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7 tips for buying your first car

Get pointers for every step of your car-buying journey so you can make smart choices the whole way.

Buying your first car can be exciting, but there’s a lot to manage. Planning ahead can help make the process easier—and help ensure you end up with the best car for you. Here are some important things to keep in mind as you start shopping for your first car.


Be honest about your needs

Do you need a car to get to class or work every day, or just for weekend adventures? What’s the weather like where you live—snowy, rainy or hot? Evaluate your lifestyle and the driving conditions you face most often. Do your research: Learn about different features and options, and how they might affect a car’s price.


Think about your budget and financing

Take a realistic look at your finances, too. That includes not just the purchase price but budgeting for use and care of your future car, including maintenance, insurance, gas, repairs and parking. Learn more about the true cost of owning a car.

A down payment is not typically required for your loan, but making one is usually a good idea: You won’t have to borrow as much, and your monthly payment will be lower. (In general, for every $1,000 you put down, your monthly car payment generally drops by $15 to $18, according to November 2017 data from Edmunds.) Use Bank of America’s auto loan calculator to see how a down payment can affect your monthly car loan payment.


Explore your options

Shopping for your first car is a lot easier for you than it was for your parents. The Internet offers a wealth of sellers beyond your local area (who may ship cars to your area, which may come with a fee), which can mean more choices in your price range. You can research and narrow down the choices by looking at online auto rankings in categories like safety or auto type (such as SUVs, hybrids). Learn more about how to shop for—and even finance—a car online.

For new cars, ask multiple dealers to quote you prices. If you look at used cars, be sure to ask for a Carfax report, which details a used vehicle’s history, including any accidents.


Know your credit score

Your credit score helps determine the interest rate you pay on a car loan. Better credit may help get you a more favorable interest rate, which in turn will affect your overall car-buying budget. You may also be able to get your credit score for free through your credit card provider.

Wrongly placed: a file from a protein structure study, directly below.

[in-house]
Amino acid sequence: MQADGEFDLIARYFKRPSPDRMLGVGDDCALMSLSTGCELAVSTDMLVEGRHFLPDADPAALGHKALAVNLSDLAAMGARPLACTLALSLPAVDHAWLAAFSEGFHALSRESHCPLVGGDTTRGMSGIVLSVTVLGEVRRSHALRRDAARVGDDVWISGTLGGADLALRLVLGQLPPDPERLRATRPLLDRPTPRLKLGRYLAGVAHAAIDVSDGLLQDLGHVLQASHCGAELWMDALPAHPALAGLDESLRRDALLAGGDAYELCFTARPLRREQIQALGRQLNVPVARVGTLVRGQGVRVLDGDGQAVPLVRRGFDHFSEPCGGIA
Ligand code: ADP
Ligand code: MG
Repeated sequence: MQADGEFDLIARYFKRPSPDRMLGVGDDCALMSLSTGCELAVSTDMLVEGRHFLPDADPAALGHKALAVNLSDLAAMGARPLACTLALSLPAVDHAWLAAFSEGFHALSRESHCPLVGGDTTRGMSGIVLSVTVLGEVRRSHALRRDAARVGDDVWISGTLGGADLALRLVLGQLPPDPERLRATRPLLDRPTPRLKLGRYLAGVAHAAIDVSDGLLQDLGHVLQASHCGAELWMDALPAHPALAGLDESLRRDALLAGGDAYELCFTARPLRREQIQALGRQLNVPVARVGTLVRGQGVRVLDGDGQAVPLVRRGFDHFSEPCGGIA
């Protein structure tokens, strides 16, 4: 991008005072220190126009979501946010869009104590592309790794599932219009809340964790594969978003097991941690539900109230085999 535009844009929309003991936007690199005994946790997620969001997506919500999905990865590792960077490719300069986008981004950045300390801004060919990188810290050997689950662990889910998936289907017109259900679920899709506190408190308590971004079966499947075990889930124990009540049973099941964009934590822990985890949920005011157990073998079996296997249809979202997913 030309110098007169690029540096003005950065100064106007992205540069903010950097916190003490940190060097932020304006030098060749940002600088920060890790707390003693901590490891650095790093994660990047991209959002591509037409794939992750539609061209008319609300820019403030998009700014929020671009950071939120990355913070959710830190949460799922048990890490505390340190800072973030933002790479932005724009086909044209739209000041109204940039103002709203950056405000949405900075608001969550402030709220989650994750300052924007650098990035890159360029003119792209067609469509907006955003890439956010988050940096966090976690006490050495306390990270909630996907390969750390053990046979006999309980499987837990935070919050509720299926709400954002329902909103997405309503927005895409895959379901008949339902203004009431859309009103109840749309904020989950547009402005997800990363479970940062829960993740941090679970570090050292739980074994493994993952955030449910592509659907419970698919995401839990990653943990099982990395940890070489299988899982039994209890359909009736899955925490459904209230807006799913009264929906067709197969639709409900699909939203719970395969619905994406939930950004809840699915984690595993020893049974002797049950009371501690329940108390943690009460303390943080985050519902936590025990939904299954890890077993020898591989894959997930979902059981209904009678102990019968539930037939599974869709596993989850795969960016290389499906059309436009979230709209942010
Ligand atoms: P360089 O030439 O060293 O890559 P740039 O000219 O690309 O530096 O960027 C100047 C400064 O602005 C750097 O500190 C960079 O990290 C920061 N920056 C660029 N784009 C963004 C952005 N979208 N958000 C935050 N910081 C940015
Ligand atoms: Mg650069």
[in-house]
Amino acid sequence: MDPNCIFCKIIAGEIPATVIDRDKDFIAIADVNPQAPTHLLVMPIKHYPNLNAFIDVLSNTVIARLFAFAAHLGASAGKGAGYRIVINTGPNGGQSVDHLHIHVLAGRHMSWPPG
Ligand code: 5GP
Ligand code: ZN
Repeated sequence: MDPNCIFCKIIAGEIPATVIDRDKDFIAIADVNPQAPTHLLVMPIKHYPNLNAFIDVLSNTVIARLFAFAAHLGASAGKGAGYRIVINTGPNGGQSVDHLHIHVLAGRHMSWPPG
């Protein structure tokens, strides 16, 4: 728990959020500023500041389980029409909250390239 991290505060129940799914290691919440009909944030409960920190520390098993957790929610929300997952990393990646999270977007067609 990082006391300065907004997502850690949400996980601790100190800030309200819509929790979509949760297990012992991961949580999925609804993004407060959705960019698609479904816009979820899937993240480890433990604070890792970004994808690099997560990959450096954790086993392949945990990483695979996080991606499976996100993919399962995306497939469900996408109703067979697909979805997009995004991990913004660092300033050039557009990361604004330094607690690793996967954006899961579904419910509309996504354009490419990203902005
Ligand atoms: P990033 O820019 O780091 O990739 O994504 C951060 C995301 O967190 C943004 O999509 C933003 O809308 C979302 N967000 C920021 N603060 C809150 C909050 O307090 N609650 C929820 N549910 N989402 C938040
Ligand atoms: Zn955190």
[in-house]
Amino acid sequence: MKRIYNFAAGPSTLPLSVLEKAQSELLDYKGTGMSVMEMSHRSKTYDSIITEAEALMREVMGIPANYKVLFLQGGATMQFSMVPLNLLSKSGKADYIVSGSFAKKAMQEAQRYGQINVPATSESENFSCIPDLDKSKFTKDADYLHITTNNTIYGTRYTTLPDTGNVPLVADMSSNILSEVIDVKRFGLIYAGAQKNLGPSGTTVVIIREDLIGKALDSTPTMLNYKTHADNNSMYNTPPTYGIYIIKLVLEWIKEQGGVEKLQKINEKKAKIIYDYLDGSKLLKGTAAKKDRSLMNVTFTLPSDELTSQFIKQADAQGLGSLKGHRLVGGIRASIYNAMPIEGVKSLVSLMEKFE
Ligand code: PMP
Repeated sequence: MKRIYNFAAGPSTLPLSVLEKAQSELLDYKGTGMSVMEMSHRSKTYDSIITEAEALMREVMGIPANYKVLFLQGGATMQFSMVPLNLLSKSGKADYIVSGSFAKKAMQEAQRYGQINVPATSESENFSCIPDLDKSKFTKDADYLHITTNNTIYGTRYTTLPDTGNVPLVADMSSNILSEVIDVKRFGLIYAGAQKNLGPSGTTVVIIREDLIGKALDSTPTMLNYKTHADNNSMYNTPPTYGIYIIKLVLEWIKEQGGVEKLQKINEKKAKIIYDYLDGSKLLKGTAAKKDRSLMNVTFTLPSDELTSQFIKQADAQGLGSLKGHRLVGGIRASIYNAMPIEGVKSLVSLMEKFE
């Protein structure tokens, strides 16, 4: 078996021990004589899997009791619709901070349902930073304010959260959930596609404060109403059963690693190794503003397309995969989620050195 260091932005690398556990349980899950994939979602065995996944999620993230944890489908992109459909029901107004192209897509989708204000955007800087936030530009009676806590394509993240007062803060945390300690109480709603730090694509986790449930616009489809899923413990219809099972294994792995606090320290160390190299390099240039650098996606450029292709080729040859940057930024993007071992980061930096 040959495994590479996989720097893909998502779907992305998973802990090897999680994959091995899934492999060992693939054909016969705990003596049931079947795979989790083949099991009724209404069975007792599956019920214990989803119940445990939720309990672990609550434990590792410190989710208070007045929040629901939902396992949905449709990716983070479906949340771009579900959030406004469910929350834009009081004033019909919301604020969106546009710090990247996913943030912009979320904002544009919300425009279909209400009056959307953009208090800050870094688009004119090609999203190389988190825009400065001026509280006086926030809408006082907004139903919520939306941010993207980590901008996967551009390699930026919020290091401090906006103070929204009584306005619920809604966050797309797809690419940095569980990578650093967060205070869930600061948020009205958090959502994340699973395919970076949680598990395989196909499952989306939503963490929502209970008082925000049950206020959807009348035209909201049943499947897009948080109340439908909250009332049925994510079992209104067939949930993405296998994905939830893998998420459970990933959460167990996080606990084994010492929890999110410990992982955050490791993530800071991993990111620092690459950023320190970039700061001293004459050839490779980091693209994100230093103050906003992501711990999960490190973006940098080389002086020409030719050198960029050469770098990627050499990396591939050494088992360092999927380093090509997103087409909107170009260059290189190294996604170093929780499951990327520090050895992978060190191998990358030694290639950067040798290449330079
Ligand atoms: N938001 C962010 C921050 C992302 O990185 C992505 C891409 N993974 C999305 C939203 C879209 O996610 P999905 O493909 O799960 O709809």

Check your credit report before you’re ready to buy, to allow time to improve your credit score. Visit to get a free copy of your credit report from each of the three major credit bureaus (Experian, Equifax and TransUnion).


Apply for a loan

Shopping for a car loan before shopping for a car may seem counterintuitive, but it’s useful. It gives you an idea of how much you can borrow (and at what interest rate), which means you don’t need to make financing decisions on the fly at the dealership. Start at your bank or credit union, then get quotes from other lenders to make sure you get the best rate. Learn more about Bank of America’s online car shopping resource.


Take a test drive

Once you’ve identified a few cars that might fit your needs and budget, take each for a test drive to see how you feel in it and how it performs. Try to drive all the cars you’re considering on the same day so you can easily compare them. It’s a good idea to call ahead to make appointments to structure the day—and it helps you gauge the customer service at each dealership.


Close the deal

You’ve done your research, you know what you want and you have your financing in place. When it’s time to negotiate the deal, you’re in control, and can focus on reading your contract carefully. Before you sign, though, be sure you understand the terms of any financing and warranty agreements.

After you drive off, make sure you never miss a car payment by signing up for automatic bill payment—so you can focus on your next destination.

Close Disclaimer

The material provided on this website is for informational use only and is not intended for financial, tax or investment advice. Bank of America and/or its affiliates, and Khan Academy, assume no liability for any loss or damage resulting from one’s reliance on the material provided. Please also note that such material is not updated regularly and that some of the information may not therefore be current. Consult with your own financial professional and tax advisor when making decisions regarding your financial situation.

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